“And that king of the Kuru race, himself engaged in ascetic practices, having heard these cruel words and recollecting his own sinful act, became exceedingly sorry. And the king, learning that foremost of Rishis in the forest had been observing the vow of silence, was doubly afflicted with sorrow and seeing the kindness of the Rishi Samika, and considering his own sinful act towards him, the king became very repentant. And the king looking like a very god, did not grieve so much for hearing of his death as for having done that act to the Rishi.’
“And then the king sent away Gaurmukha, saying, ’Let the worshipful one (Samika) be gracious to me!’ And when Gaurmukha had gone away, the king, in great anxiety, without loss of time, consulted his ministers. And having consulted them, the king, himself wise in counsels, caused a mansion to be erected upon one solitary column. It was well-guarded day and night. And for its protection were placed there physicians and medicines, and Brahmanas skilled in mantras all around. And the monarch, protected on all sides, discharged his kingly duties from that place surrounded by his virtuous ministers. And no one could approach that best of kings there. The air even could not go there, being prevented from entering.
“And when the seventh day had arrived, that best of Brahmanas, the learned Kasyapa was coming (towards the king’s residence), desirous of treating the king (after the snake-bite). He had heard all that had taken place, viz., that Takshaka, that first of snakes, would send that best of monarchs to the presence of Yama (Death). And he thought, I would cure the monarch after he is bit by that first of snakes. By that I may have wealth and may acquire virtue also.’ But that prince of snakes, Takshaka, in the form of an old Brahmana, saw Kasyapa approaching on his way, his heart set upon curing the king. And the prince of snakes then spake unto that bull among Munis, Kasyapa, saying, ’Whither dost thou go with such speed? What, besides, is the business upon which thou art intent?’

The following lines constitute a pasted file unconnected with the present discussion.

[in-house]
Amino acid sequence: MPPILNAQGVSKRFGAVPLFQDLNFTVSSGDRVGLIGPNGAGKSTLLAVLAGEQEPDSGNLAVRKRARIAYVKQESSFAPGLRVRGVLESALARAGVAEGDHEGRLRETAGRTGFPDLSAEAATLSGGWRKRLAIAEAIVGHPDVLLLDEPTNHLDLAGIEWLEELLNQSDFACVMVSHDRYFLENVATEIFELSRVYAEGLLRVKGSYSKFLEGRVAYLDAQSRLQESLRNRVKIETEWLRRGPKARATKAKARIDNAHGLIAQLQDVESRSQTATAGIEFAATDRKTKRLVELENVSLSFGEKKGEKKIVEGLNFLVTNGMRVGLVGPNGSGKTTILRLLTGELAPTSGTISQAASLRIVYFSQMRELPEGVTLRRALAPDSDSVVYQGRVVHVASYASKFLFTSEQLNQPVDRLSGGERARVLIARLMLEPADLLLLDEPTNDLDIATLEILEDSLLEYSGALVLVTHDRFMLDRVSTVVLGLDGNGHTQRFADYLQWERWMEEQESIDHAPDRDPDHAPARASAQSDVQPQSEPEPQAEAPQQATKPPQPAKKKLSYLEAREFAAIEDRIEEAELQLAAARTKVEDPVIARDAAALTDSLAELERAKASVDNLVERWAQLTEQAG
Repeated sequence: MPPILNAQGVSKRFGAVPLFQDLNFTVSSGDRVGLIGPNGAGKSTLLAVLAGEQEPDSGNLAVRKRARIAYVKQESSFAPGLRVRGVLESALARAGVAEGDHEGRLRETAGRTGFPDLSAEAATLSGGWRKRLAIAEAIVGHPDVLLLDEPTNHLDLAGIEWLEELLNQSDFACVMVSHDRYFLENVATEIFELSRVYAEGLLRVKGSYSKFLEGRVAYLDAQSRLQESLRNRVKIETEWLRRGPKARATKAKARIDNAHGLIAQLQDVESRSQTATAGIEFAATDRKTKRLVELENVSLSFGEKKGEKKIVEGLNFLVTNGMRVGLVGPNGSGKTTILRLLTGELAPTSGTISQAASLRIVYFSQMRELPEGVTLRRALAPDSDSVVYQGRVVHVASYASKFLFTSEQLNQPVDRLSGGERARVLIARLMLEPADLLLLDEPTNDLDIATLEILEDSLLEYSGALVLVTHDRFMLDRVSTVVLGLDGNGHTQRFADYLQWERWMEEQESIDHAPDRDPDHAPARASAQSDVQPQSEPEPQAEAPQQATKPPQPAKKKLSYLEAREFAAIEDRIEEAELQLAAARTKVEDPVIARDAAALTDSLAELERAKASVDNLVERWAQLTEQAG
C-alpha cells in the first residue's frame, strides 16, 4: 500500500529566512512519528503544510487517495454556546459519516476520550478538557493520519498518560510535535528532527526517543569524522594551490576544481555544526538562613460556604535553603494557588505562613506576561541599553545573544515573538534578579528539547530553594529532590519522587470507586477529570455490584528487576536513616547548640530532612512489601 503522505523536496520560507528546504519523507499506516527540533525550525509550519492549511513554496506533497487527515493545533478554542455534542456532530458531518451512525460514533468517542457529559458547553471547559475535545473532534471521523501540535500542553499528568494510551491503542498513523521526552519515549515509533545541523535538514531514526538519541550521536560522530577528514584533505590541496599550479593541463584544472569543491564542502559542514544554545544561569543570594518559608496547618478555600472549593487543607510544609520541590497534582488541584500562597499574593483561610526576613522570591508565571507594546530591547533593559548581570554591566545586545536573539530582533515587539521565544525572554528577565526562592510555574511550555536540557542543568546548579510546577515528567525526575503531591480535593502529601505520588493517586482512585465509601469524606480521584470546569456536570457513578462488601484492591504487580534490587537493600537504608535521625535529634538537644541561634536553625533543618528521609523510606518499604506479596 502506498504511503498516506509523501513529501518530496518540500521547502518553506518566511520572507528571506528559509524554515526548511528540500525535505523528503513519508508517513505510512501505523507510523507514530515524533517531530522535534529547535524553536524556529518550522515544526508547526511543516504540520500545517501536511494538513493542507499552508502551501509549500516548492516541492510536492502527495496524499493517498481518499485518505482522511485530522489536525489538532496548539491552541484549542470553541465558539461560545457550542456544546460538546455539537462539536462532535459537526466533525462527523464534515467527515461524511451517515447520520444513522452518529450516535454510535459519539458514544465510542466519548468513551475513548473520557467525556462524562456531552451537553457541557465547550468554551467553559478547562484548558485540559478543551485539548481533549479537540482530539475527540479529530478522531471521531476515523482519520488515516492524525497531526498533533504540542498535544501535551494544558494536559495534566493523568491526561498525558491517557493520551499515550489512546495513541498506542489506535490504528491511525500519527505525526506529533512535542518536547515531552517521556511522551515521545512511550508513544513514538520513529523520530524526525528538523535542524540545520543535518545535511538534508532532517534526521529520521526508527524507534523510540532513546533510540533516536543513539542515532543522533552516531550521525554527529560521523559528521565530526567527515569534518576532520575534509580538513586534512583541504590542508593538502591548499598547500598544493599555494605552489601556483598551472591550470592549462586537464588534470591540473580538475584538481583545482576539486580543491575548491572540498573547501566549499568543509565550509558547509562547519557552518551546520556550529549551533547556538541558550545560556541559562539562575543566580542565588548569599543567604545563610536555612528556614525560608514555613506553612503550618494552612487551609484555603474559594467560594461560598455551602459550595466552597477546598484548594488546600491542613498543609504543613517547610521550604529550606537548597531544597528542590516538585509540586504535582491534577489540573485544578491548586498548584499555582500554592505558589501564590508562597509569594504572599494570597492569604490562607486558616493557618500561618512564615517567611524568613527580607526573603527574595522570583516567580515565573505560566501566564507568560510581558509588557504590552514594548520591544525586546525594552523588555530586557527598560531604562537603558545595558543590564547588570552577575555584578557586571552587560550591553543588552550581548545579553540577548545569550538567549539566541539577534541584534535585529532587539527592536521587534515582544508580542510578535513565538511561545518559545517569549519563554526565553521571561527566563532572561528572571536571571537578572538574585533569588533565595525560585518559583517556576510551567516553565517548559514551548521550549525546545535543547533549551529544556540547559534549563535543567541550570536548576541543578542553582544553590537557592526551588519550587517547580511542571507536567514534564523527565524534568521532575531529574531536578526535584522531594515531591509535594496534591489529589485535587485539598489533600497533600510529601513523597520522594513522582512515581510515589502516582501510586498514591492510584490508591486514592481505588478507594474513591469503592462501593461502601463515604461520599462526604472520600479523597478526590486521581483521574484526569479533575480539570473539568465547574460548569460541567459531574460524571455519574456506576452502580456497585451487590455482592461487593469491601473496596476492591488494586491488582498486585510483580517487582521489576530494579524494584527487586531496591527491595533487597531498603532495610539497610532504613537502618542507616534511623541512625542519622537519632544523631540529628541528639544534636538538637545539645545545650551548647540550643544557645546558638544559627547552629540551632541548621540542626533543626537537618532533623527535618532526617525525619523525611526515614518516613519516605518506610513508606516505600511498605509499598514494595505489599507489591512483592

“And Kasyapa, thus addressed, replied, ’Takshaka, by his poison, will today burn king Parikshit of the Kuru race, that oppressor of all enemies. I go with speed, O amiable one, to cure, without loss of time, the king of immeasurable prowess, the sole representative of the Pandava race, after he is bit by the same Takshaka like to Agni himself in energy.’ And Takshaka answered, ’I am that Takshaka, O Brahmana, who shall burn that lord of the earth. Stop, for thou art unable to cure one bit by me.’ And Kasyapa rejoined, ’I am sure that, possessed (that I am) of the power of learning, going thither I shall cure that monarch bit by thee.’”
(Astika Parva continued)
“Sauti said, ’And Takshaka, after this, answered, ’If, indeed, thou art able to cure any creature bitten by me, then, O Kasyapa, revive thou this tree bit by me. O best of Brahmanas, I burn this banian in thy sight. Try thy best and show me that skill in mantras of which thou hast spoken.’